Reply to -- Some Modest Proposals Regarding the Texas Concealed Carry Law

By Bruce A. Clark (Written 8/10/96)

Actually, the experience in Florida and elsewhere shows that only a small percentage of the population will get concealed carry permits and carry guns. But as long as criminals do not know who is and who isn't carrying, that small percentage provides a deterrence that protects us all. This isn't as ridiculous as you make it seem. Just as the patchwork of firearm laws within a state puts a burden of confusion and loss of rights on people as they travel around, the various individual state CCW (concealed carry of weapons) laws (and lack thereof) regarding a right guaranteed in the Constitution which is supposed to protect all of us, puts a burden on interstate travelers. It came out during the attacks on foreign tourists in Florida that criminals were targeting foreigners because they knew that those tourists would not be armed. The same thing could happen in your circumstances, with criminals targeting people in rental cars. Perhaps it has happened already.

Many states passing CCW laws added reciprocity provisions, but coordinating such things between states is such a headache that it is practically impossible to legally travel while carrying a loaded firearm. That is the reason behind the effort to enact in the US Congress a federal law mandating that every state will recognize a CCW permit issued by any other state. Travelers would then not have to face the choice of feeling safe or obeying the law. Of course, this would mean that a state without a CCW law for its own citizens would allow out-of-state visitors to legally carry firearms while not allowing its own residents to do the same. But residents who cared to could get a non-resident permit in one of the states which provide for that and then carry legally in their own states, until their home states saw fit to cease making their residents second class citizens, and pass a suitable CCW law.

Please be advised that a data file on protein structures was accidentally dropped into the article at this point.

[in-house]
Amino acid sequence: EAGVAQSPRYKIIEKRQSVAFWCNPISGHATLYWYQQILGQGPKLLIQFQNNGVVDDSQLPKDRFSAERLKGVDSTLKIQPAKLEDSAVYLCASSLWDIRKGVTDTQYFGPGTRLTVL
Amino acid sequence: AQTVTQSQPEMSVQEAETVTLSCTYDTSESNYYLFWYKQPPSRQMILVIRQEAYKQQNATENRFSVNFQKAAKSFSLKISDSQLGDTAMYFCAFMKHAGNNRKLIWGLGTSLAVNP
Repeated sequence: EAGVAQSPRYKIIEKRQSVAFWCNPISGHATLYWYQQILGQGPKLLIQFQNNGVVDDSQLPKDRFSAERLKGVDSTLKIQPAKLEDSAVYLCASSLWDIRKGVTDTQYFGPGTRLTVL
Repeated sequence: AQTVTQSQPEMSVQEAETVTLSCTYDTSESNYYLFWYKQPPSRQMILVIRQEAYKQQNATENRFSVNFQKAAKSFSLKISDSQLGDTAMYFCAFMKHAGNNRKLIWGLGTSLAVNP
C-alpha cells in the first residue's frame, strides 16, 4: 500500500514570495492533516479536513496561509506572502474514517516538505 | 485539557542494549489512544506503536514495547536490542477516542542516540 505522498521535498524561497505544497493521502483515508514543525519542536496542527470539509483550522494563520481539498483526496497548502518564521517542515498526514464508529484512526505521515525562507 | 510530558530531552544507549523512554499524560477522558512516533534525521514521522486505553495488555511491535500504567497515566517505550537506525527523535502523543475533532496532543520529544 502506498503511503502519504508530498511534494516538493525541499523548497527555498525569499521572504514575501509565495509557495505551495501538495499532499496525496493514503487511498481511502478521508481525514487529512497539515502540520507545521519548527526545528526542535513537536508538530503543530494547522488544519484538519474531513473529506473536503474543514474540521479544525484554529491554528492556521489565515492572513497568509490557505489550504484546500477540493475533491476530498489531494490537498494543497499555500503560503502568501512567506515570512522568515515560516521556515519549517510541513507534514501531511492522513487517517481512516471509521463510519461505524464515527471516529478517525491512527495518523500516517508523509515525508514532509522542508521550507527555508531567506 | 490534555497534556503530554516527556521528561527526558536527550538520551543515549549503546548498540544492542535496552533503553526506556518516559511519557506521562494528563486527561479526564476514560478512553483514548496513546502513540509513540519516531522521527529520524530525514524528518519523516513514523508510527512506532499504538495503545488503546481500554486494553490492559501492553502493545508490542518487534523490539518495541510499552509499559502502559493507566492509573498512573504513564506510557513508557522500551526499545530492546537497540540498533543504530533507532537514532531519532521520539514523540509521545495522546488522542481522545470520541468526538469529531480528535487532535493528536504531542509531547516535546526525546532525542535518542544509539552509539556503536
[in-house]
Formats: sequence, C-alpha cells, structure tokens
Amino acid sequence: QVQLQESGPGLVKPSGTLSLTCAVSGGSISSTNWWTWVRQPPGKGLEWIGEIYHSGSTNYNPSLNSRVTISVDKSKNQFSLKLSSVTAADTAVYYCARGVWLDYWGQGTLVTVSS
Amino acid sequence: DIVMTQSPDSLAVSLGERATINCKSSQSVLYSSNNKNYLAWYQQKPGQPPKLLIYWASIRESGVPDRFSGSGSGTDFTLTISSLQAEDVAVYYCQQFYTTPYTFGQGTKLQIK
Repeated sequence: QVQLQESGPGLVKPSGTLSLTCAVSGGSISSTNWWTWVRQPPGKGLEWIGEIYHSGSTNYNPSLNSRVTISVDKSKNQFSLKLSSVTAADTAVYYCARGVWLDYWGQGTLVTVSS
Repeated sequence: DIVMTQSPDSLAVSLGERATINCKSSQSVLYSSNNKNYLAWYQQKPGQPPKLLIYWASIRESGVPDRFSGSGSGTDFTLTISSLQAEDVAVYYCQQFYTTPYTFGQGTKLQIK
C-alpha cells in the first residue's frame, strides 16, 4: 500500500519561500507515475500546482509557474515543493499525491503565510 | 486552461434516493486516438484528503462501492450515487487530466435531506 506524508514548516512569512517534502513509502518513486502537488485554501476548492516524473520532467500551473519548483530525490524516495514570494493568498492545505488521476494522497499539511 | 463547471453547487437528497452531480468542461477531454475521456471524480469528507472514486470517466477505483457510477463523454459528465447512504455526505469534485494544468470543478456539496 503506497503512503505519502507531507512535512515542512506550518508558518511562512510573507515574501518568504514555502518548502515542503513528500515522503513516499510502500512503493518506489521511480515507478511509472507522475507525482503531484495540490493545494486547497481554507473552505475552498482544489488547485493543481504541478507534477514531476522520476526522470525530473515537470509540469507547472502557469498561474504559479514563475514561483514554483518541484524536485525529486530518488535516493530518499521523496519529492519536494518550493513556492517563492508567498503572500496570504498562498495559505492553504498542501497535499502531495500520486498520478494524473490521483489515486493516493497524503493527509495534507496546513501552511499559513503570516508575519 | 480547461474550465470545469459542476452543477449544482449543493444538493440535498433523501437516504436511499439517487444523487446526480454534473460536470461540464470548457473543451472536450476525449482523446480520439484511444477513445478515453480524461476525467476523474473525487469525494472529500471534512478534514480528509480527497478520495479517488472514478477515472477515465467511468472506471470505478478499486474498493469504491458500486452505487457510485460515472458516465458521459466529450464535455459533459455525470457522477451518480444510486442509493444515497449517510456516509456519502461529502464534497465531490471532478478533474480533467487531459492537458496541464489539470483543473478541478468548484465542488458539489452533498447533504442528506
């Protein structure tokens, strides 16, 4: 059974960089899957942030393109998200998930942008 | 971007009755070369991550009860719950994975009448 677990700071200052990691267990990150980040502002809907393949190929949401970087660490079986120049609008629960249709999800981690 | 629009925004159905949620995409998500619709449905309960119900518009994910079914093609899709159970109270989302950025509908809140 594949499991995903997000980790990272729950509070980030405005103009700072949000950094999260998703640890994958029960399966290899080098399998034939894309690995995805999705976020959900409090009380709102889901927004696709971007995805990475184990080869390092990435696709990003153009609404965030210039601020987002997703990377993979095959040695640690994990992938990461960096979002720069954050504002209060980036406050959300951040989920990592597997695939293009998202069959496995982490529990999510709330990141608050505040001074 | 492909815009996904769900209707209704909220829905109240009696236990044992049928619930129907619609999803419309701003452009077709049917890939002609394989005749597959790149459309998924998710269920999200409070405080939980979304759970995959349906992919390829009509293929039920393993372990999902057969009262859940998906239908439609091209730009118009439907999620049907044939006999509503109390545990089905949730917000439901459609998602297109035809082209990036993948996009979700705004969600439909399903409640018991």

It's not the function of concealed carry laws to shed light on this issue. The laws covering this are solidly in place and are generally pretty clear: you are allowed to shoot when you or another is under the imminent threat of death or serious harm. (There will be variations on this from state to state, but they will be defined for each locale and available for people to learn about.)

While I am not an attorney, I would say that you are probably correct. However, as was shown in the Weaver and Koresh incidents, you might have a devil of a time proving it, the way the government covers up for the wrong-doing of its agents.

You're being silly. Are you having fun?

Who's "good" and who's "bad" is not the issue. Is someone in imminent danger or not? (Of course, a criminal in imminent danger from police trying to legally arrest him is in an entirely different situation. CCW laws are there so law-abiding people can protect themselves, not crooks.)

This is not the place to get into the complex issues that set off the L.A. riots. But the fact is that those who relied on the police and national guard to protect them and their businesses and livelihoods lost out, while those who saw to their own defense could, and from what I hear did, prevent destruction. Unfortunately for many who were threatened with damage in the riots, they wanted to protect themselves and their property but found that they couldn't. They discovered too late that California has a waiting period to purchase firearms. By the time they could purchase the means to protect themselves, their property was in ashes.

I was browsing in a bookstore a while back and happened upon Charlton Heston's autobiography. While perusing it, I read an anecdote where he told of an entertainment industry friend who called him during the riots and was quite fearful. The person asked him "You shoot, don't you?" (Quotations are approximate.) Heston replied that he did. The friend stated that he wanted to by a gun to protect himself, but that he couldn't because of the waiting period. Then he asked Heston if he might borrow a shotgun for a while. Heston declined, and said "If I remember correctly, you voted for the people who passed that waiting period law, didn't you?"